Option (c) clearly is preferable. It's simple for the employee to remember and use. And it's much more easily provisioned and managed by IT. The employee never needs wrestle with, or even know, the passwords for the company’s cloud-based services.
Complete visibility is critical for the success of this single sign-on strategy. The IT organization must have visibility of all the cloud-based services that are being used. If single sign-on services have been implemented, IT can turn the cloud-based services off, just as easily as they turned them on.
One of our clients -- an education management firm that manages over 100 private colleges with 150,000 students inNorth America– provides an excellent example. Each college has its own portal and homepage providing the students with access to the various student services offered by the college. The common portal creates a common identity across all of the student applications and services – making it far easier for IT to manage. As a result, the student’s college password allows single sign-on access to a number of different cloud-side applications, including various Google offerings, that otherwise would each require its own password. When students log into the college portal, we log them into Gmail. Google Apps or Google Docs based on a single sign-on. And when the students graduate and leave college, we turn off single sign-on and remove the account.
Leverage industry standards
Industry standards also must be considered when extending your IdM platform into the cloud. Standards are shaping the way the federation of on-premises and cloud-based services can be set up and managed to ensure security.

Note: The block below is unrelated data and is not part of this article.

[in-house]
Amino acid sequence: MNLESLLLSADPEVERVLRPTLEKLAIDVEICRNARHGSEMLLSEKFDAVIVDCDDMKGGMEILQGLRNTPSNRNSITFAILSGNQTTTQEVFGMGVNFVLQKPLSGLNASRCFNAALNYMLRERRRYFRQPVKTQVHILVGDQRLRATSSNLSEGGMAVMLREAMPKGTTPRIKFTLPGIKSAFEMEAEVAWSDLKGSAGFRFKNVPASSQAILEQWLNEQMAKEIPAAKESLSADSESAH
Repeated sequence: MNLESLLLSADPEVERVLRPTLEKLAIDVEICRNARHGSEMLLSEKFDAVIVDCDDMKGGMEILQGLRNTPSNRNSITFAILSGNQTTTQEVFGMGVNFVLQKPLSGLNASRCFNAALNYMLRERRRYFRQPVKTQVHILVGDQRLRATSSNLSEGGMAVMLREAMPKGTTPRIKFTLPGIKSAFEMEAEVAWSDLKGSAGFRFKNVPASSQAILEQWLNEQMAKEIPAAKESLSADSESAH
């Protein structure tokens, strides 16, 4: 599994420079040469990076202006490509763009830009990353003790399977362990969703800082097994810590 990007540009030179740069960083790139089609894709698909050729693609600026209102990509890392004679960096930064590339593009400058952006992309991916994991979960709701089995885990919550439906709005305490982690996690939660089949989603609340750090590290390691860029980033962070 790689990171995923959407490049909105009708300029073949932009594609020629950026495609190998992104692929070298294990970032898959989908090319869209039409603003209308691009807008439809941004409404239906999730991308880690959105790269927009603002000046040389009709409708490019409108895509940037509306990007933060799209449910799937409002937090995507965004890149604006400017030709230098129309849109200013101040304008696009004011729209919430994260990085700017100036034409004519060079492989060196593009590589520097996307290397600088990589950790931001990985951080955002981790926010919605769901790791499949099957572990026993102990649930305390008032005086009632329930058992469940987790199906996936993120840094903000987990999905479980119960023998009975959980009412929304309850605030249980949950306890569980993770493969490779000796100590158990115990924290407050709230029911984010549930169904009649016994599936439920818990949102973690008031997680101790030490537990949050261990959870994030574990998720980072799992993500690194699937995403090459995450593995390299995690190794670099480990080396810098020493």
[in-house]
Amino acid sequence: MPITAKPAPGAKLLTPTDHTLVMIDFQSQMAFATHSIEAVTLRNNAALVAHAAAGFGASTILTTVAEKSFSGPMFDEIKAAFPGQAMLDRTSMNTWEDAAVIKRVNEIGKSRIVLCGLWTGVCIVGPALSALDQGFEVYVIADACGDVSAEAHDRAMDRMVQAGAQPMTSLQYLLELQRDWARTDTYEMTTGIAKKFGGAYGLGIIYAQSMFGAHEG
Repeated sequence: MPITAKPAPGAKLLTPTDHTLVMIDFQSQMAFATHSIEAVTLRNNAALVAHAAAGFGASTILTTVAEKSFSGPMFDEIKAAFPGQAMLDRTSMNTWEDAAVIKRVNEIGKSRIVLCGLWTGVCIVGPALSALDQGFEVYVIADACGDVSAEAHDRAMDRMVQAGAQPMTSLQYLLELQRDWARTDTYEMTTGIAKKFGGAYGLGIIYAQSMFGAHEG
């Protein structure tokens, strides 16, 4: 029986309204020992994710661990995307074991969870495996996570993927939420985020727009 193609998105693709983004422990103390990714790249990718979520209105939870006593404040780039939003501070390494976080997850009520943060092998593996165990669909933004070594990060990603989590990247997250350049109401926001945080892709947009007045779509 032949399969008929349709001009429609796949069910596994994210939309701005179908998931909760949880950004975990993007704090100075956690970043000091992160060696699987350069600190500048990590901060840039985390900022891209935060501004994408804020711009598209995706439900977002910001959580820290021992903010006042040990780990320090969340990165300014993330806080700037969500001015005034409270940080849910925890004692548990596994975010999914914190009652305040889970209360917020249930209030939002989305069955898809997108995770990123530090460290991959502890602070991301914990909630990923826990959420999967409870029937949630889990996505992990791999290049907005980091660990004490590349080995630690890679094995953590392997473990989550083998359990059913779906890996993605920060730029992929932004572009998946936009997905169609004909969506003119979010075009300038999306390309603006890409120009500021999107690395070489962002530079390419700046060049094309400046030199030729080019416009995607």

A number of standards are in use today. For single sign-on, there’s Open ID and OAuth that allow you to log into one service – your internal systems – then use that identity to log into the other systems without handing your password over to those systems. You log into an Identity Provider and, if the other systems (the Service Providers) trust the Identity Provider, they allow you to log into their systems. For example, powered by Open ID and OAuth, today you can log into other systems using your Facebook, Google or Twitter credentials instead of theirs. And you don’t even need to create a new account with a new password for these systems.
Another standard, called SCIM (Simple Cloud Identity Management), is also important to consider when you are addressing the need for cloud-based user management. SCIM allows you to manage user identity up in the cloud, enabling your users to be easily provisioned and de-provisioned for cloud-based services.
Adhering to standards to build a secure cloud-based IdM platform, however, is not enough. You also must construct an entire framework for identity management, including an audit trail for transactions to ensure identities are not compromised and real-time monitoring that provides a real-time view of what’s going on. This framework also must provide the scalability needed to accommodate all of the users who need to log in at any one time.
… And don’t forget the regulations
Last, but certainly not least, you must be aware of and address the regulations governing the use of the cloud for IdM. Different jurisdictions have different rules governing data retention, how and where information about your users can be stored, and the user notifications required regarding changes to personal information stored in the cloud. These regulations can vary greatly from country to country and must be considered based on the geographies in which your company is doing business.